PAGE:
U.S. presidential contender Mitt Romney tried to win over doubters from the conservative Tea Party movement Sunday, telling them he was the Republican candidate who can beat back the "heavy hand of government'' and create jobs.

Braving a small protest from activists who think he is too liberal, Romney addressed a Tea Party rally in the New Hampshire town of Concord.

The most moderate of the top three Republican candidates, Romney is distrusted by some conservatives in the party. They particularly dislike a healthcare reform he enacted while governor of Massachusetts that was a model for President Barack Obama's 2010 national healthcare overhaul.

Romney, a multimillionaire former businessman, said his experience in the private sector makes him uniquely qualified to tackle stubbornly high unemployment.

"We need someone who has worked in the private sector. I'm a business guy,'' he said.

Romney was received mostly warmly by the audience of around 200 people, although some 20 Tea Party backers held a protest before he spoke to accuse him of only paying lip service to Tea Party fiscally conservative principles.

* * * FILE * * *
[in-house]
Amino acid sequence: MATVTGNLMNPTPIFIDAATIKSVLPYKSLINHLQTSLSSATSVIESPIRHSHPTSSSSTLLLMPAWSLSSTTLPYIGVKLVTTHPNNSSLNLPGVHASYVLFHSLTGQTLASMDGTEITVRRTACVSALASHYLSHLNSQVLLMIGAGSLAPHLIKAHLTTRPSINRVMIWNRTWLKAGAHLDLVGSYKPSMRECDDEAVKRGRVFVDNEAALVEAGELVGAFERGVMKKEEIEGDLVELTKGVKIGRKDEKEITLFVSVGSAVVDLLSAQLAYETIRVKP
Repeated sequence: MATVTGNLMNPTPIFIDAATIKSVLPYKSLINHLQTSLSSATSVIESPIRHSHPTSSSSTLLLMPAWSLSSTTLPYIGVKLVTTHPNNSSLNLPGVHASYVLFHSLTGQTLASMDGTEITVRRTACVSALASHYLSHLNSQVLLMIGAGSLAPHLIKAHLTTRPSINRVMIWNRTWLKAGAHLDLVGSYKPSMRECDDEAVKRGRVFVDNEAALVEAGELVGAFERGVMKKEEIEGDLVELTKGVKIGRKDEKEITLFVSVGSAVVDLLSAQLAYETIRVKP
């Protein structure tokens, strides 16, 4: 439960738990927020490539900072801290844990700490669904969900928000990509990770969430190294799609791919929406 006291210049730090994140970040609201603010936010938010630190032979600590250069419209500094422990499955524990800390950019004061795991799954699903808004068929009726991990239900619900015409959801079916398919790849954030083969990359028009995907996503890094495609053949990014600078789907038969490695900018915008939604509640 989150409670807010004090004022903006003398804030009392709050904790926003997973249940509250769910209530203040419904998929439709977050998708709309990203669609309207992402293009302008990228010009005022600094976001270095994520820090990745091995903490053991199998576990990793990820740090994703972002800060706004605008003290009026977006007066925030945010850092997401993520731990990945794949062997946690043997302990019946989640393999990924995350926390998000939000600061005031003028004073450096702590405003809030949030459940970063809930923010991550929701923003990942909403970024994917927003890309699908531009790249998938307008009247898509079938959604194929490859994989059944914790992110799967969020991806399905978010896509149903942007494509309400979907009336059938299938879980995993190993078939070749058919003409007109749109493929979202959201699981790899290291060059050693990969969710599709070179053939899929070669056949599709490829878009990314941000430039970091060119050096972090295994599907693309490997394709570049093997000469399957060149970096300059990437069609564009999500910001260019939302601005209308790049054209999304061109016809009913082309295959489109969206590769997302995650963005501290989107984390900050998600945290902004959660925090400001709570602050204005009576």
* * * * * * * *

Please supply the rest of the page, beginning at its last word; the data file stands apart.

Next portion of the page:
A person in the crowd wore a dolphin suit in reference to criticism of Romney as a flip flopper on policies.

"We do not need leadership that puts up a finger in the wind to see which way the wind is blowing and then changes direction,'' said Tim Carter, a demonstrator.

In recent weeks, Governor Rick Perry of Texas, favored by many Tea Party supporters, has overtaken Romney in the race to become the Republican who will take on Obama in 2012.

A recent Gallup poll showed 29 percent of Republicans would likely vote for Perry, while 17 percent would support Romney.

Romney is due to present a major policy plan on jobs this week, ahead of Obama's speech to Congress on how to alleviate unemployment of 9 percent.

In an apparent attack on three-times governor Perry, Romney said:

"Career politicians got us into this mess and career politicians can't get us out of it.''

In the audience, James McCloskey, 38, who works in finance, said he was glad Romney had reached out to "serious conservatives,'' but he added, "a speech is one thing, a record is another,'' and said he would vote for Ron Paul.

(Editing by Alistair Bell and Cynthia Osterman)